Stiner searched the area before taking evasive action, but Hill could not be

Hill and Elliot were declared Missing in Action. Although it is believed
that both men were injured, perhaps mortally, there is no proof that they
died. The proximity of enemy troops allows for the possibility that the two
were captured. They are among nearly 2500 Americans who remain missing from
the Vietnam war.

Although over 10,000 reports relating to Americans missing, prisoner or
unaccounted for in Southeast Asia have been received by the U.S. Government,
its official policy is that no conclusive proof has been obtained that is
current enough to act upon. Detractors of this policy say conclusive proof
is in hand, but that the willingness or ability to rescue these prisoners
does not exist.

Hill and Elliot, if among those hundreds said to be still alive and in
captivity, must be wondering if and when their country will return for them.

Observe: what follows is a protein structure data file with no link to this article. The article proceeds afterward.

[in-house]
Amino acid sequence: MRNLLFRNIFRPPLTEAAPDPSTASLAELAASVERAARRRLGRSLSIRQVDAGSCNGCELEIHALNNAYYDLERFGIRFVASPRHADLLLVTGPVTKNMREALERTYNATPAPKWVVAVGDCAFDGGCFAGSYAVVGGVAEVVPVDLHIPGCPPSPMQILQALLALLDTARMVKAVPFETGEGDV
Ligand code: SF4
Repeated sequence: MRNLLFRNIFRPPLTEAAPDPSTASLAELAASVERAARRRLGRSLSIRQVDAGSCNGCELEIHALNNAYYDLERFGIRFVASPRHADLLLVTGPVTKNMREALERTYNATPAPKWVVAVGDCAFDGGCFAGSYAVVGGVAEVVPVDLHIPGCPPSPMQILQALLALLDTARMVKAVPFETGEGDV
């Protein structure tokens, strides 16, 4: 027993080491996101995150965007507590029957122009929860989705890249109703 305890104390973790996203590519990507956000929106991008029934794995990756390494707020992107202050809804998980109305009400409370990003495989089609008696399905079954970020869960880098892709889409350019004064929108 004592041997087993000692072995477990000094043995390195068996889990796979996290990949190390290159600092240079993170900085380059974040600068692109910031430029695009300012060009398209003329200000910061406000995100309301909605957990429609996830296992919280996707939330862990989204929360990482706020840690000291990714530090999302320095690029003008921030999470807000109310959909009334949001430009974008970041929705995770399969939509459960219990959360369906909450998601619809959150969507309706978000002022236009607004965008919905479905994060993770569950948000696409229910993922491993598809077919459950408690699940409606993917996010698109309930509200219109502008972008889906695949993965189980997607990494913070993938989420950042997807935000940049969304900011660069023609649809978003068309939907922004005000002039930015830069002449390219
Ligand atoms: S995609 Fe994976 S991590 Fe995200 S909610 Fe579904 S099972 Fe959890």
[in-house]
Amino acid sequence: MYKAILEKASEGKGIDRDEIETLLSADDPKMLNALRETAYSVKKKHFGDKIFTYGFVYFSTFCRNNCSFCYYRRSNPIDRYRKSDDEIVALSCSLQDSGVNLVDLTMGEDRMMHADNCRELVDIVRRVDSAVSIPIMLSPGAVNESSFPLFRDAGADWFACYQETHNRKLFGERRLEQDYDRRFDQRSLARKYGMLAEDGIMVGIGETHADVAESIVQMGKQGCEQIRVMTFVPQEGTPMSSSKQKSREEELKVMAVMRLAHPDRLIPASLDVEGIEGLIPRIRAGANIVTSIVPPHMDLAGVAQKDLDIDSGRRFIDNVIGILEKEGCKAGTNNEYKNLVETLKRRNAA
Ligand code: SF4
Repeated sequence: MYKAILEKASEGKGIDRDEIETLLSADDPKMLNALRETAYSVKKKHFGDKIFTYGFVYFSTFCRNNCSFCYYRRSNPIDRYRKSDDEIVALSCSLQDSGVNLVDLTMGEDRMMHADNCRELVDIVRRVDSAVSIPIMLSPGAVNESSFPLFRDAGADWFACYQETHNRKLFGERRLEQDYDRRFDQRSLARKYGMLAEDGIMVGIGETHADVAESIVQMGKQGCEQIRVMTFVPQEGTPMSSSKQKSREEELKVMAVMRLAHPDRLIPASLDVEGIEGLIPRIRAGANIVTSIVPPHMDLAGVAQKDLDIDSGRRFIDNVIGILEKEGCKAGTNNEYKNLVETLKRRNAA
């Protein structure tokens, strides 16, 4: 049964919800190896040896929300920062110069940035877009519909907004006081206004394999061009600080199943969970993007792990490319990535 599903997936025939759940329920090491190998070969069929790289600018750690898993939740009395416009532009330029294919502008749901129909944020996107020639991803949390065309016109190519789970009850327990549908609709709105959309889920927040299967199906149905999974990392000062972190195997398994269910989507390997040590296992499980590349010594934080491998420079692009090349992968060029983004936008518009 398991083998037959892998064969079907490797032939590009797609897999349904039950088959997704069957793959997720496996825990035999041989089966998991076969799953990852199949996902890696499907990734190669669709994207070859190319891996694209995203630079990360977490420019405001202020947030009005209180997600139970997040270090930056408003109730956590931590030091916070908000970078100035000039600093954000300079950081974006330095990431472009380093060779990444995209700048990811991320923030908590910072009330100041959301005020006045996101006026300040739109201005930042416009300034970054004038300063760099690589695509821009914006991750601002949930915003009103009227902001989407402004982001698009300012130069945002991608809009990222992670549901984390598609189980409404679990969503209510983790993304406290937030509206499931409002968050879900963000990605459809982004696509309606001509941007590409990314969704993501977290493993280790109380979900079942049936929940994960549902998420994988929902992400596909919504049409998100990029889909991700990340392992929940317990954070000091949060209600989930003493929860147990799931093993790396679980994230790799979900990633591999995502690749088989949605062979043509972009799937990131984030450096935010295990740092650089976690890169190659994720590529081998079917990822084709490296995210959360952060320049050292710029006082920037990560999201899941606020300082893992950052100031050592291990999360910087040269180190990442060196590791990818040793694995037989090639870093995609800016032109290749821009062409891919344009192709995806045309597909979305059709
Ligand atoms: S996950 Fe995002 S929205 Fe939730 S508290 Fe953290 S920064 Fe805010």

In America, we say that life is precious, but isn't the life of even one
American worth the effort of recovery? When the next war comes, and it is
our sons lost, will we then care enough to do everything we can to bring our
prisoners home?

Billy D. Hill was promoted to the rank of Master Sergeant and Jerry W.
Elliott was promoted to the rank of Staff Sergeant during the period they
were maintained Missing in Action.


Funeral set for Dec. 17th in Texas. No details on recovery yet.  D.

Billy Hill will be escorted by the Texas PGR from Scott's Funeral Home in Gatesville at noon on December 17th to the Central State Texas Veterans Cemetery in Killeen, Texas, where a graveside memorial service will be held at 1:00 PM.